EMPLOYMENT VETTING IN THE COURT OF APPEAL

January 21st, 2010 by Timothy Pitt-Payne QC

Employment vetting is of great interest to information lawyers.  Any vetting scheme depends on the systematic sharing of information about individuals.  Such schemes will always give rise to difficult questions about fairness.  An important recent decision of the Court of Appeal explores some of these issues, in the context of article 6 of the European Convention on Human Rights (ECHR).

Governors of X School v Queen on the application of G [2010] EWCA 1 concerned a teaching assistant at X school (“the employee”), who was accused of having sexual contact with a 15 year old boy on work experience at the school.  The school governors conducted a disciplinary hearing, and dismissed the employee.  The employee brought judicial review proceedings to challenge the governors’ decisions not to allow him legal representation at the disciplinary hearing or at a forthcoming appeal hearing.  He argued that these decisions violated his right to a fair hearing, under article 6 of the European Convention on Human Rights (ECHR).  The employee’s claim succeeded at first instance.  The Court of Appeal upheld that decision, rejecting the governors’ appeal.

The basis of the employee’s claim was that an adverse finding in the disciplinary proceedings would expose him to statutory procedures that would prevent him from working with children.  The Court of Appeal summarised the relevant procedures, by reference to three phases in the employment vetting regime:  (i) the “list 99” procedure, under section 142 of the Education Act 2002, prohibiting certain individuals from working in education; (ii) the transitional regime, under the Safeguarding Vulnerable Groups Act 2006 (“the 2006 Act”), whereby after 20th January 2009 certain cases under section 142 were referred to the new Independent Safeguarding Authority (ISA); and (iii) the substantive regime under the 2006 Act, whereby list 99 was replaced with effect from 12th October 2009 by the “children’s barred list”, established under section 2(1)(a) of the 2006 Act.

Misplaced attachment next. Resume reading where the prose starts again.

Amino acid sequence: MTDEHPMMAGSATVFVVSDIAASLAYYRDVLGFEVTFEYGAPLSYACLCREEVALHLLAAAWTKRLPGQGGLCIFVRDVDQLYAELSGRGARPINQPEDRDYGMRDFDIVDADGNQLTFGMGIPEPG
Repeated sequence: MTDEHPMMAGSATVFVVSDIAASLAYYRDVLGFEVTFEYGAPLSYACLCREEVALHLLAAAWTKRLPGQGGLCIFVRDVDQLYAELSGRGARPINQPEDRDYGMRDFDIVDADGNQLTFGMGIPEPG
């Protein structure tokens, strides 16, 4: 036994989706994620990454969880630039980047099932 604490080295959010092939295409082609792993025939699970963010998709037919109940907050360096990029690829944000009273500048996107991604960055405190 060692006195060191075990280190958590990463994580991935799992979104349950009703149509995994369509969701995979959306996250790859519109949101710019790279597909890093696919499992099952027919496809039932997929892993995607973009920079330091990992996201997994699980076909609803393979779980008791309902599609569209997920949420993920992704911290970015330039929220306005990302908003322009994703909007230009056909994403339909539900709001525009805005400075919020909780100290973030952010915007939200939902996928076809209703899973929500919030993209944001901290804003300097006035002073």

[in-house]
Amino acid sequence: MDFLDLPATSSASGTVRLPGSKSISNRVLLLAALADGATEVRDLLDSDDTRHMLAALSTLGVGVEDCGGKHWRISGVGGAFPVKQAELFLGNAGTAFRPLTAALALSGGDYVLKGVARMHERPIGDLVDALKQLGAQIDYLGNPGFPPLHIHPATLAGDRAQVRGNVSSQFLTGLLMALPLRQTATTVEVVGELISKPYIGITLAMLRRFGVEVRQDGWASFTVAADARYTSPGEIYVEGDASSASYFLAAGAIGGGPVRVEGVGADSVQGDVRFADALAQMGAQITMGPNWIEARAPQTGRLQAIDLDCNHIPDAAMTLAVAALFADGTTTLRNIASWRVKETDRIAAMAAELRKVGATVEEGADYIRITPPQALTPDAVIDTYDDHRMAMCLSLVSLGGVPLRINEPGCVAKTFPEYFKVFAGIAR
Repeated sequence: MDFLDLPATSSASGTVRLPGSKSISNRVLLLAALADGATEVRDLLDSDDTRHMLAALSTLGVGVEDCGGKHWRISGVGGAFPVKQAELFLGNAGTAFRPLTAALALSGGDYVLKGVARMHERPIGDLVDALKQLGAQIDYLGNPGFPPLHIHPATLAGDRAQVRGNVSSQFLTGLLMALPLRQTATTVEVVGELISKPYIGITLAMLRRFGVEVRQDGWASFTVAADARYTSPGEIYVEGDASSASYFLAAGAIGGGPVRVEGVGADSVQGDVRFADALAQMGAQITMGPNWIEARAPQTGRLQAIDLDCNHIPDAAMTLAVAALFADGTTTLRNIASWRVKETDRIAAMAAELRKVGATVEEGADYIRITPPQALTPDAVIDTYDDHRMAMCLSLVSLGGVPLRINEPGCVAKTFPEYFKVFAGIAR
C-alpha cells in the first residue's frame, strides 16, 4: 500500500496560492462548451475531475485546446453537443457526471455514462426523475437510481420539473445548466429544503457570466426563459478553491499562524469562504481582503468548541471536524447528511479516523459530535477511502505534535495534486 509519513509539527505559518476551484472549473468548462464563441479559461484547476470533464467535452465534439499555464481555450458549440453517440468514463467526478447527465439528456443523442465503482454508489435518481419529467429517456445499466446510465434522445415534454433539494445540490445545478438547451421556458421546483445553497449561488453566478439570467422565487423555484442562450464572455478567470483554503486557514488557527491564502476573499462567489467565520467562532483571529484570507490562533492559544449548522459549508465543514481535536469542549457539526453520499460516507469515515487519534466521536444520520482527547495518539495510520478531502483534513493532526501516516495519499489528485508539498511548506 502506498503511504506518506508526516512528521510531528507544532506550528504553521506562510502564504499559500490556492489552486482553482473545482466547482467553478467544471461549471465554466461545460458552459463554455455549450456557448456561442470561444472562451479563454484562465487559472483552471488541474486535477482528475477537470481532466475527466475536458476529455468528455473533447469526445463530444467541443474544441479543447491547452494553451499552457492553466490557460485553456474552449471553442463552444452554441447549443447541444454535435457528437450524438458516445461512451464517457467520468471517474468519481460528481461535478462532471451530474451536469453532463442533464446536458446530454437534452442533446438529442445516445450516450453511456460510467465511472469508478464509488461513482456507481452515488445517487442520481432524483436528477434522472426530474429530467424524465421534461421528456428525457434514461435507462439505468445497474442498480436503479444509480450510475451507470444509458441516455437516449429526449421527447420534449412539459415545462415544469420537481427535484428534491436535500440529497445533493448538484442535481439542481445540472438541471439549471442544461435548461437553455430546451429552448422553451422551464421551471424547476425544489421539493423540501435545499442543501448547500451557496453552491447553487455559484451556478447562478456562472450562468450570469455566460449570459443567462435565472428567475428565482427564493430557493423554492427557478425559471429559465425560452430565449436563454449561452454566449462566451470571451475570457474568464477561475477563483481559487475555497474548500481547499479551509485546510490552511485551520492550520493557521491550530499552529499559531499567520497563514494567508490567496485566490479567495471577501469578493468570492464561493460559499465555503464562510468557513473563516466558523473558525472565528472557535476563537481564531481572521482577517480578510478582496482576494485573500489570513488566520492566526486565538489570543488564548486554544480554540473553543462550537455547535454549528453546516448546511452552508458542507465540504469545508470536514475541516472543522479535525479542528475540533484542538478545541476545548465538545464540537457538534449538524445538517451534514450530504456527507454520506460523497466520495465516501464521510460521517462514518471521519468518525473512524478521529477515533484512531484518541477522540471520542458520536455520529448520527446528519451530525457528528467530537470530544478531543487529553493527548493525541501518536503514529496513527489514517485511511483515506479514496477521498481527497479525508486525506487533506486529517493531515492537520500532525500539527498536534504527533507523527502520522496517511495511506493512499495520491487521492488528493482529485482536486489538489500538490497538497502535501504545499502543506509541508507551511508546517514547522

The Court of Appeal considered whether the school disciplinary proceedings were a determinant of the employee’s civil right to practise his profession as a teaching assistant, so as to engage article 6 of the ECHR.  Dismissal by the governors would not itself preclude the employee from practising his profession.  A decision to include the employee on a statutory barring list would, however, have that effect.  The question was whether the disciplinary proceedings had a substantial influence or effect on the barring proceedings, and therefore on the determination of the employee’s civil right to practise his profession. The answer was yes: therefore, the disciplinary proceedings engaged article 6.

The Court went on to consider whether article 6 required that the employee should be entitled to legal representation in the disciplinary proceedings.  Article 6 did not entail a right to legal representation in every case:  but in this case there was such a right, given the seriousness of what was at stake for the employee, and given the potential for legal representation to make a difference to the outcome.

The above analysis assumed that the case was to be treated as civil rather than criminal for the purposes of article 6.  The employee argued that the case ought to be treated as criminal:  given its other conclusions, the Court of Appeal did not need to decide this point.

The governors were a public authority under the Human Rights Act 1998, and therefore subject to the duty under section 6(1) of that Act, not to act incompatibly with Convention rights.  The implications of the Court of Appeal’s decisions for private sector employers are uncertain.  Such employers are not subject to the section 6(1) duty, and are not susceptible to judicial review.  But in an unfair dismissal claim against a private sector employer, the employee might well rely on Governors of X School in order to argue that a failure to permit legal representation would render any dismissal unfair.

The case is of very considerable importance.  It illustrates the wide consequences of the vetting scheme introduced by the 2006 Act.  The scheme will give rise to a host of difficult legal issues:  the Courts are only just beginning to explore them.

 

This I can do at home

November 23rd, 2009 by Timothy Pitt-Payne QC

The last Queen’s speech before the election includes another proposal for databases about children; this time, in relation to children who are being home educated.

The background is that in January 2009 the Department for Children, Schools and Families (DCSF) commissioned Graham Badman to carry out a review of the current system for supporting and monitoring home education. The report (available here) was published in June 2009. Its first recommendation was that the DCSF should establish a national registration scheme, locally administered, for all children of statutory school age who are, or become, home educated.